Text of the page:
Riggs offers various accounts of the appearance and frightening behavior of strange creatures that in the Big Thicket are called “wild men,” but that elsewhere in the world are referred to as “Bigfoot,” “Sasquatch,” “wooly boogers,” “raggedy men,” “route monsters,” “skunk apes,” “Yeti,” and “roogaroos.” Sightings of these creatures have been reported in parts of the American South as far back as the 1860s, and in Southeast Texas as far back as the days of the earliest white settlers. There seems no general agreement, however, as to whether these creatures are closer in form to apes or to men.

Not surprisingly, the Native Americans play a part in these mysteries. Supposedly the Indians knew for centuries about the connection between ghost lights and the appearance of these strange man-beasts, but didn’t like to talk to the white man about it. Riggs presents the theory that the wild men may in fact be remnants of the Karankawa tribe, whose members were known, like the wild men, to be ugly, foul-smelling, hairy, physically powerful, and prone to going around naked. Indeed, Riggs supplies anecdotes from people who claim to have seen Karankawas appearing in modern times near Galveston and Trinity Bays.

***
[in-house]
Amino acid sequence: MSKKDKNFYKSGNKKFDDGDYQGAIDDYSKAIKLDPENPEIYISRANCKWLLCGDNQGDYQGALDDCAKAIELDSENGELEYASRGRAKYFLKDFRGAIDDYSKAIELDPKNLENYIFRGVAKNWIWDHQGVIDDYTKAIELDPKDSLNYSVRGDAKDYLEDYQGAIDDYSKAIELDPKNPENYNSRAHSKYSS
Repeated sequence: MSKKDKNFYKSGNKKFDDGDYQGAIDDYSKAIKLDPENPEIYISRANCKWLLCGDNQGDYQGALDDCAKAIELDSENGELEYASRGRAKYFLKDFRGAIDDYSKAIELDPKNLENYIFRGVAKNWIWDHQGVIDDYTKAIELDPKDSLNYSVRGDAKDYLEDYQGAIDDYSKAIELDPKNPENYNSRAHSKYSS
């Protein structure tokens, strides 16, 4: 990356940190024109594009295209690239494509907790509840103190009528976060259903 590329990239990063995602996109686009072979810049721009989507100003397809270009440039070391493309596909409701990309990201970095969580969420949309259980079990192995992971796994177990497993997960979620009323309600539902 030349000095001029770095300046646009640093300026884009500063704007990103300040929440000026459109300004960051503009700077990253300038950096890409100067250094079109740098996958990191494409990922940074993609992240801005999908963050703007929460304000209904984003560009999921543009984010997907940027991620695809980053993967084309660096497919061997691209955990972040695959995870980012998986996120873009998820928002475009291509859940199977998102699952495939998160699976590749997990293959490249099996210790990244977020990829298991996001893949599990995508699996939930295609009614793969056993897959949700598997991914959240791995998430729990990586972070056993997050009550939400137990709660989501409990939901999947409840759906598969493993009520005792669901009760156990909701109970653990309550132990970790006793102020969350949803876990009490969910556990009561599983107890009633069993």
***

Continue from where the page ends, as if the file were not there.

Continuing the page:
Riggs also discusses Hopi Indian beliefs about ghost lights and the travels of nature spirits between various dimensions in and around the Earth.

Riggs analyzes different theories of consciousness and perception as put forth by such paranormal experts as Robert Anton Wilson, John Keel, and Douchan Gersi. He argues that these paranormal manifestations in anomalous areas are a call, so to speak, for modern man to embrace again the unusual powers he may have had prior to the advent of industrialization and “civilization,” powers that the so-called “primitive” peoples of the Earth seem, to some degree, to still possess.

He agrees, along with Wilson, that a person’s cultural background and training dictates what sort of phenomena he is capable of perceiving and what sort of abilities he is capable of exercising. He takes this idea further, though, and says modern models of reality, those based on materialism and the scientific method, are limiting us, blinding us to human potentialities we once had and could have again, were we only open to thinking beyond those models of perception.

What he calls for, then, is not so much a “back to Nature” movement, a return to living as aboriginal peoples did and do, as it is a more open attitude towards the strange and unusual, a willingness to reject modern notions of reality and perception, and an unwillingness to rush to judgment in condemning paranormal and anomalous happenings as so much tabloid fodder.